Barone Campus Center’s rooms 200, 204 and 206 are commonly used for conference meetings, but this area could be the backup center that would house all communications for the town of Fairfield during emergencies.

The BCC will be used as a secondary emergency operations center (EOC) if the main center becomes inaccessible during a crisis. The second floor of the Fairfield Police Department, on 100 Reef Road, is designated as the town’s primary emergency operations center.

This idea was generated by the University’s Management of Technology (MOT) program in the School of Engineering and was the capstone focus of four MOT graduate students.

According to Dr. Harvey Hoffman, Ed.D, director of the MOT program and supervisor to the project, the idea started in August 2012 when he was brainstorming with Kathleen Griffin, a graduate from the MOT program and an employee for Fairfield’s First Selectman Michael C. Tetreau.

The task was given to graduate students Bandar Almosa, Michael Graham-Cornell, Tarek Abouallaban, and Wael Atarji.

“The whole idea [of the capstone] is to contribute to the community and the school,” Atarji said.

Almosa considers the capstone a “risk mitigation plan – the risk is the inoperability of the primary EOC, and the mitigation plan is a backup EOC.”

The police department’s current location at sea level leaves it vulnerable during natural disasters – a problem recognized after Hurricane Sandy, when the water from the Long Island Sound came within 150 yards of the police station.

Though the project started before Hurricane Sandy, after the storm’s impact Fairfield recognized the need for a backup plan for future emergencies.

Deputy Fire Chief Arthur Reid of the Fairfield Fire Department said: The EOC “doesn’t have to be necessary for only a weather event. It could be for a terrorist attack or a hazardous material spill or anything that would make us need to evacuate [our main emergency center].”

The BCC is an optimal location as it is 200 feet above sea level, according to Almosa. It is also powered by a 24-hour backup generator, as evident during last semester’s Hurricane Sandy when students from the powerless townhouses had to be moved there.

The EOC in the BCC’s rooms could be readily accessible and easily maintained, Dr. Hoffman said.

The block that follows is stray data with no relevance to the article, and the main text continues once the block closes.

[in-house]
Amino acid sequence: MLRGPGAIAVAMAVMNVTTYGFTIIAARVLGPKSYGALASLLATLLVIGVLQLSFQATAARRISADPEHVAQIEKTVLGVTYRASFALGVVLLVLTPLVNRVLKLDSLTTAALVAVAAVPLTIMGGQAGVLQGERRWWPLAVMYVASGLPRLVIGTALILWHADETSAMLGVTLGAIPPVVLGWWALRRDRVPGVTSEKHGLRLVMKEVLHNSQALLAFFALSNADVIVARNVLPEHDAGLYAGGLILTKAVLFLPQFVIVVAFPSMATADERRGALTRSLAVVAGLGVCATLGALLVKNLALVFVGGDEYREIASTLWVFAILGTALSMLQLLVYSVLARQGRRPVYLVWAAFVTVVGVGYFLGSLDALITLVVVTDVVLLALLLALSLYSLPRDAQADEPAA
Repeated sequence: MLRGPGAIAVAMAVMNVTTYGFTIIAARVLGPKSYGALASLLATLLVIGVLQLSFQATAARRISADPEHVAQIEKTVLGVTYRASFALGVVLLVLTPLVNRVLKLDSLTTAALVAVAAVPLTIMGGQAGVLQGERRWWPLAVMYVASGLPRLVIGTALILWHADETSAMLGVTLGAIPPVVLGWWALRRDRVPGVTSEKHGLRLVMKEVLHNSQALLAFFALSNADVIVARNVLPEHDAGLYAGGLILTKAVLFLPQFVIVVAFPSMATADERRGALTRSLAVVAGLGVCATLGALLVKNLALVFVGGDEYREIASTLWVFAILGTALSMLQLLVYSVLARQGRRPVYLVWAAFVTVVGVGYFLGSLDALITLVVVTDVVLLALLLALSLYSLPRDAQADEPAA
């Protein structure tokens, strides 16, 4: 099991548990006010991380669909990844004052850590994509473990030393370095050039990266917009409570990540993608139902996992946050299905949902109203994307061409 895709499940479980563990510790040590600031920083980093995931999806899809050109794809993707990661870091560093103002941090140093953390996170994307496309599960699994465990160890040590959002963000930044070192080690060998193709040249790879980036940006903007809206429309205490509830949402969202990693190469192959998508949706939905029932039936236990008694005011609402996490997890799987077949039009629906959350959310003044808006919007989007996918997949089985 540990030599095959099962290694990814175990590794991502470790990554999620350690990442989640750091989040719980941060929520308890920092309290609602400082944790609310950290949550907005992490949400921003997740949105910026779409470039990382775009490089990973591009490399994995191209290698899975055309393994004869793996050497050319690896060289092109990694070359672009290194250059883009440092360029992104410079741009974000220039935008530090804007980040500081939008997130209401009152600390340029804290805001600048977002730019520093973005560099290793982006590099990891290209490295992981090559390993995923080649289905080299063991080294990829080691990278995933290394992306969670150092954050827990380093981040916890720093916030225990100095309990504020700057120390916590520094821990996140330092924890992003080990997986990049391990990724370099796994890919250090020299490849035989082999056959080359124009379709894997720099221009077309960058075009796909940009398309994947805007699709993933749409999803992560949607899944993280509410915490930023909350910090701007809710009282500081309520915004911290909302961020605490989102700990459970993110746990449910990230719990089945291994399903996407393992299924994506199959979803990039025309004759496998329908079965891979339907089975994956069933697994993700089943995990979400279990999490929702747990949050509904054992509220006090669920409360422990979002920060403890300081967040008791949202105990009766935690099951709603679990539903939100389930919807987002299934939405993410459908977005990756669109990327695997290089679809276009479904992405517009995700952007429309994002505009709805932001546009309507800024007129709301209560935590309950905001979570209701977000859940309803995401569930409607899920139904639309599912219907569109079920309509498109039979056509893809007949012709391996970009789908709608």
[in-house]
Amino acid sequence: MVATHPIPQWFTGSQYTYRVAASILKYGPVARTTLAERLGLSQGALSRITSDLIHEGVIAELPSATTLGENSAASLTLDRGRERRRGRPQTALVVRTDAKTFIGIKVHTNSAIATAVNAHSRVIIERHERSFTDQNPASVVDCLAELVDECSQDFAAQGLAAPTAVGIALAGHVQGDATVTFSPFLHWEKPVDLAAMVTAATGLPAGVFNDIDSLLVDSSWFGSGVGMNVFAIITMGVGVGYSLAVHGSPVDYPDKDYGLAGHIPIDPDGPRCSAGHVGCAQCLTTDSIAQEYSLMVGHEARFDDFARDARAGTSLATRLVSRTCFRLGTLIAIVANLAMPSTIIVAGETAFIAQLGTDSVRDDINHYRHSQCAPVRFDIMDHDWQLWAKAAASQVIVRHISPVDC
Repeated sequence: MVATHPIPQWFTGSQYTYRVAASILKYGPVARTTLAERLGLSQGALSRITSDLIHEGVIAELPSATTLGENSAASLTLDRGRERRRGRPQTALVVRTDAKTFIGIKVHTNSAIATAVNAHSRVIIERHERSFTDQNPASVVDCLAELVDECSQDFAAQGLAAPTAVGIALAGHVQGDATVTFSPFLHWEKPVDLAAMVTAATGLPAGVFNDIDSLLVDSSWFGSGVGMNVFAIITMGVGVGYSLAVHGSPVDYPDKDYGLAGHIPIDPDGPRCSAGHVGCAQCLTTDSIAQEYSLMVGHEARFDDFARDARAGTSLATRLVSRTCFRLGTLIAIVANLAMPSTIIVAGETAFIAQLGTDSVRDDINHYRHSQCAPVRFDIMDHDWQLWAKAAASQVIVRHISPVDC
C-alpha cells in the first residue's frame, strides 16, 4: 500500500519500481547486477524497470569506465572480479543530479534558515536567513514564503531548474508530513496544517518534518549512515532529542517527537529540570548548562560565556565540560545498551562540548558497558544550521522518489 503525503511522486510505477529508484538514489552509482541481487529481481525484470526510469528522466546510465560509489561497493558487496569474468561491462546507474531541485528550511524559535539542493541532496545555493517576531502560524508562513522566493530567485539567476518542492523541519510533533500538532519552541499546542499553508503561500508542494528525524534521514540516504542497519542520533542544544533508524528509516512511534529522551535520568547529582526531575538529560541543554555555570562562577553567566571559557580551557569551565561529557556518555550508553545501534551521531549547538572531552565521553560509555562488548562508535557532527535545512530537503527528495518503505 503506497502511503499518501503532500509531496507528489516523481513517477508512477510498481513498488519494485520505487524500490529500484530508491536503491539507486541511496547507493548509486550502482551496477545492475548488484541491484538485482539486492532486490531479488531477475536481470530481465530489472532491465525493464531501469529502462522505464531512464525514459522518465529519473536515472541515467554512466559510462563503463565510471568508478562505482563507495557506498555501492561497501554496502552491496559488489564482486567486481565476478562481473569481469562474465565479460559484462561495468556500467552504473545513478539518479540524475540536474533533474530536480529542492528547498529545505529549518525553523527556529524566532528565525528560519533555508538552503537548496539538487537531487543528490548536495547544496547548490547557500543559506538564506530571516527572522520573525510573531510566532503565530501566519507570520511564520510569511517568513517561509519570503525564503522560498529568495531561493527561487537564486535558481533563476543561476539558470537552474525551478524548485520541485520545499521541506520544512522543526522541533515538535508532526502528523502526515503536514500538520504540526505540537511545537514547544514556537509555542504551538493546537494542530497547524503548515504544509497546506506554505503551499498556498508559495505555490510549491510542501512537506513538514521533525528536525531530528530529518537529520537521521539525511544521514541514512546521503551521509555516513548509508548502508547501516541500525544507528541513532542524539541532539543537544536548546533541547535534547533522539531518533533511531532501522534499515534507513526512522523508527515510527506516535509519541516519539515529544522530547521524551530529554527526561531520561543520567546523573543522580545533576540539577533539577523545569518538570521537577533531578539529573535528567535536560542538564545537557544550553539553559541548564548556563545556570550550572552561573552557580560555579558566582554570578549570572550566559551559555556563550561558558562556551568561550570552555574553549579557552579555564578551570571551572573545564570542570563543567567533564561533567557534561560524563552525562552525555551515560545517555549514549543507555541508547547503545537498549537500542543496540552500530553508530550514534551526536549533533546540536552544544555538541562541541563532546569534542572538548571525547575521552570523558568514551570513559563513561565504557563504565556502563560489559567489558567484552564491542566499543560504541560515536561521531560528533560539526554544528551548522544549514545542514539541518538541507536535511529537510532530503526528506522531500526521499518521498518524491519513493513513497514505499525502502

“BCC is the best candidate that came after an evaluation process of 3 buildings on campus,” eliminating the library, Dolan School of Business and Central Utilities Facility, Almosa noted.

“We are using the resources of the building – [its] electricity, power generator, communication capability and location,” he continued.

The EOC would not only be the town’s backup plan, but also the University’s plan in the case that Loyola Hall’s Department of Safety can no longer sustain itself.

A drill on last Friday, on April 5, was performed to test out key components of the EOC. Dr. Hoffman stressed that the drill would try to alleviate any “communications issue,” during crises.

The town personnel wanted to verify wireless internet and telephone connectivity, confirm the workability of the rooms’ televisions and test out their accessibility to the rooms and BCC’s parking, according to Dr. Hoffman.

At the end of the drill, discovered issues included problems with logging on to the PCs and missing printers and wireless connections.

These issues are easily fixable, Reid said. “I am fairly confident that we could move our operations here today and be able to function out of here.”

Reid said the working relationship graduate students and town personnel contributed to the final product. “We’ve been working very closely with [the graduate students] during the fall semester, up until now,” with the students doing “most of the bulk of the work.”

Almosa said in response to Reid’s statement: “That is exactly the criteria that we aimed to meet. Also, we are glad that Fire Dep. Deputy Chief feels confident about it. Overall, his statement is a very important evaluation to us.”

“We want to thank all the participants in the drill for making it successful and hope that we can continue to provide our services for our community,” added Abouallaban.

Atarji said that  ‘the alchemy of synergy’ or the work of the actual innovative team,” made this project possible. “I think the combination of creative energies and the want to perform in high levels could … keep the sustainability of this project in a realistic commitment to excellence.”

The capstone project was supervised by Dr. Hoffman and Associate Professor Mark Ramsey, who teaches a course on information security. Friday’s drill included participants from Fairfield’s fire, police, information technology, public health and public works departments, along with the University’s Department of Public Safety.

A plan for the EOC can be viewed below (courtesy of Bandar Almosa:



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